Samsung bets on smartphone with zoom appeal

SEOUL—Samsung Electronics Co., a dominant player for an array of tech products from chips to smartphones, has a weakness: digital cameras.As sales of point-and-shoot digital cameras continue to decline, the Korean technology giant is eyeing a technological shift to grab more market share.
The bet is on the convergence of smartphones and cameras. On Wednesday, Samsung unveiled its Galaxy S4 zoom, a new version of its top-of-the-range smartphone containing a high-quality camera with an optical zoom that extends out of the body of the phone.
Smartphone cameras have improved in recent years, but resolution and zoom quality continue to trail dedicated cameras. Samsung is testing the idea that a high-quality camera can now be packed into a smartphone that’s slim enough to appeal to finicky phone customers.
Sharing the same basic software as the company’s Galaxy smartphones, the device comes at a time when the camera industry is struggling with plunging sales of digital cameras. By 2016, the digital camera market will be three-fifths of what it was at its peak of nearly 145 million units in 2010, research firm IDC estimates.
Digital cameras are one of the few business segments where Samsung has failed to replicate its successful model of evolving from fast follower to market leader with its formula of hefty investments, efficient production and distribution, and savvy marketing.
Samsung has capitalized on technological shifts in products previously to vault ahead of competitors, eclipsing Sony Corp. during the transition from bulky cathode-ray tube televisions to flat panel models and passing Nokia Corp. in the move from feature phones to smartphones.
Lim Sun-hong, a senior vice president with Samsung’s digital imaging business, said he sees an opportunity to combine the ease of use and wireless connectivity of a smartphone with the picture quality of a powerful camera. The technology allows consumers to quickly share high-quality photos online.
“We see there is huge, huge potential and an opportunity for us, if we combine smartphones’ usability, portability, and connectivity to our camera industry,” Mr. Lim said in a recent interview.
Samsung entered the camera business in 1979, initially working with Minolta to produce a model called the XD-5. In 1986, Samsung released its first Samsung-only camera called Winky.
When cameras shifted from film to digital, the company pushed more aggressively into the category with new concepts such as its two-screen cameras with a display on the front and back of the camera to help people photograph themselves.
But Samsung has failed to dent the dominant market position of leaders Nikon Corp. and Canon Inc. According to IDC, Samsung’s market share in the digital-camera market was 9.4% in 2012, trailing behind Canon’s 22.6%, Nikon’s 20.9% and Sony’s 14.8% share.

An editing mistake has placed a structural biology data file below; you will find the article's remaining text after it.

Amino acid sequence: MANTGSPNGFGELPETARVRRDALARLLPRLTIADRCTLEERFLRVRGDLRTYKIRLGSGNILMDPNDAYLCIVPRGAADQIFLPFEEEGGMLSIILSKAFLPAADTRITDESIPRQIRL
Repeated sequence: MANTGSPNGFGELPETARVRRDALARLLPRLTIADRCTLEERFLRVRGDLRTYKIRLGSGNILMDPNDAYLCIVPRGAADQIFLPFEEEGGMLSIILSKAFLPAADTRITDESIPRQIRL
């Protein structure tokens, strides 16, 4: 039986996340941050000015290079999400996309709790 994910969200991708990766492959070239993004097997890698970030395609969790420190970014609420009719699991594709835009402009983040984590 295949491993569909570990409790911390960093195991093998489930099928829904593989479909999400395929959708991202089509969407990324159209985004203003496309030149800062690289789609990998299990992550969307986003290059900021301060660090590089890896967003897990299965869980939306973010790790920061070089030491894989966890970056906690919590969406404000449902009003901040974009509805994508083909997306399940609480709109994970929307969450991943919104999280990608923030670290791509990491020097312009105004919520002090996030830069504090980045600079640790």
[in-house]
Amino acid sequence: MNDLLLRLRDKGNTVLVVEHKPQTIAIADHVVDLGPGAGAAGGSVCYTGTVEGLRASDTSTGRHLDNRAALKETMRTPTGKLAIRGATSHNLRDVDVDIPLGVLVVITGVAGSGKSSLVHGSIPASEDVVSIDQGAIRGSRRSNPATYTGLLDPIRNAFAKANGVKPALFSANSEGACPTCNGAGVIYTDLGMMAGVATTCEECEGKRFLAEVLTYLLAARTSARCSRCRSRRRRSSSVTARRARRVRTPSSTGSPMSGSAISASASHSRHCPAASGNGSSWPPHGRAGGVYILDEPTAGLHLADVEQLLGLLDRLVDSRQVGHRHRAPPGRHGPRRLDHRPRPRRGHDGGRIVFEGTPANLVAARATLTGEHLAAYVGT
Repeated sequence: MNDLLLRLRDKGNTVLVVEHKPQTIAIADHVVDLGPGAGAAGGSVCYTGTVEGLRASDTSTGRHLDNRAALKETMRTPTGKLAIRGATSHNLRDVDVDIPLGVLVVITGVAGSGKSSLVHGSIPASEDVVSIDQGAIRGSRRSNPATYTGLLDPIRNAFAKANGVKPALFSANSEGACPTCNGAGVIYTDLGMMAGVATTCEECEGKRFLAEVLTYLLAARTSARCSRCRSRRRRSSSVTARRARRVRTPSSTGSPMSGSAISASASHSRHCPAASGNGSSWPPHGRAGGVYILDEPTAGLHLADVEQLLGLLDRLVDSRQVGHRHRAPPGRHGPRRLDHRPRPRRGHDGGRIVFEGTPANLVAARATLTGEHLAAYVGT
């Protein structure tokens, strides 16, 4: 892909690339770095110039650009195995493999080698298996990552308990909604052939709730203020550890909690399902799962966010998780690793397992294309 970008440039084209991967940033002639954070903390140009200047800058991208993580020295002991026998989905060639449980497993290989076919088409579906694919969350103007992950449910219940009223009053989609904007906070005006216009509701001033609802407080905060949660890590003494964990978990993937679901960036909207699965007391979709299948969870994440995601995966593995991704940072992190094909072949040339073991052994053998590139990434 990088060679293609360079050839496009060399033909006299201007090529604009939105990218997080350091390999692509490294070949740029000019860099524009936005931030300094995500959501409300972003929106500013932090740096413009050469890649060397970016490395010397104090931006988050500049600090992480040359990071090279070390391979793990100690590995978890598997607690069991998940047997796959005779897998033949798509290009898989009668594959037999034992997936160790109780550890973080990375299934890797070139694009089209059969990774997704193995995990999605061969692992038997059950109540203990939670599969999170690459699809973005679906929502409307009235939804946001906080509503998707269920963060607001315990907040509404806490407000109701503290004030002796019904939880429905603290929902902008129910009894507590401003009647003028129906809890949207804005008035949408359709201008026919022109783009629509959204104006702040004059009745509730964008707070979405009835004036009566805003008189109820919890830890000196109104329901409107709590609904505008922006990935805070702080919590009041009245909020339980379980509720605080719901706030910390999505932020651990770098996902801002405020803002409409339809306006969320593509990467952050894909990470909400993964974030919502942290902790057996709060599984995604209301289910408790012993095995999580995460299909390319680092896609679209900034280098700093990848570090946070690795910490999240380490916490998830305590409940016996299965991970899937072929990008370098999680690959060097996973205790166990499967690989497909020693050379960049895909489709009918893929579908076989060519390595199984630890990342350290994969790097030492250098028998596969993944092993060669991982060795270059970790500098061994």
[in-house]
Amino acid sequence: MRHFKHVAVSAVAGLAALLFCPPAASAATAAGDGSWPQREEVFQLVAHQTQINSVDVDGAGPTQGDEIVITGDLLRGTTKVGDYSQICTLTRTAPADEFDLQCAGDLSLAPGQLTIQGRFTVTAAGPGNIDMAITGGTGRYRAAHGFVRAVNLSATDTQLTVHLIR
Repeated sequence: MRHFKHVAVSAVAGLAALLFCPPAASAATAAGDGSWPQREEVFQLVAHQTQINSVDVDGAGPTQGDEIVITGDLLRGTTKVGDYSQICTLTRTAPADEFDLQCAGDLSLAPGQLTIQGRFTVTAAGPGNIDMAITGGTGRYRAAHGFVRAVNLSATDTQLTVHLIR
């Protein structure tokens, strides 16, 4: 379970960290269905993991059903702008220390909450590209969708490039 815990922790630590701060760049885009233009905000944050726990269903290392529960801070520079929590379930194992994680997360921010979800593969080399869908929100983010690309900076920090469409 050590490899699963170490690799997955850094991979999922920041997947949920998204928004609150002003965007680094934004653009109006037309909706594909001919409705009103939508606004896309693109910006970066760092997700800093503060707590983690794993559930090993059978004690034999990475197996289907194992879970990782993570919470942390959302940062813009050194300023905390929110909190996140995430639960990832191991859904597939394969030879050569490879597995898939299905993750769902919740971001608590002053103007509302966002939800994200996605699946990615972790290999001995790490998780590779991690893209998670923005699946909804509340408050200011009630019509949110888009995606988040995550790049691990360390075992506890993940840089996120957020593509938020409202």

Samsung doesn’t break out the performance of its camera business, although analysts estimate that the business is in the red. Results from the camera business are lumped together with the mobile business, which generated nearly three-quarters of Samsung’s total operating profit in the first quarter.
Samsung in 2009 introduced its first Wi-Fi connected camera. And last year, it developed a new camera under the Galaxy brand, adding a 3G connection and marrying a traditional camera with Google Inc.’s Android operating system and its network of apps including photo-sharing services such as Instagram.
The idea of having a Web-connected camera isn’t new. Google Senior Vice President Andy Rubin, the creator of the Android operating system used by Samsung, said at a conference in Tokyo in April that the open-source platform was initially designed for digital cameras, not smartphones.
But Samsung’s Mr. Lim said the fact that so few cameras connect to the Web is another sign of an industry that has grown complacent. He said the camera industry presents a classic case of “innovator’s dilemma” with market leaders unwilling to introduce new products that may threaten traditional cash cow products such as the digital single-lens reflex, or DSLR, cameras. With little market share to protect, Samsung can afford to take more risks, Mr. Lim said.
“Samsung is kind of in a good spot because you don’t want to be good in cameras and lousy in mobile,” said Chris Chute, research director at IDC. “It’s better to have it the other way around and sort of use what you’ve developed in imaging to supplement your mobile business.”
(Write to Min-Jeong Lee at and Daisuke Wakabayashi at
(Source: Wall Street Journal via Google News)

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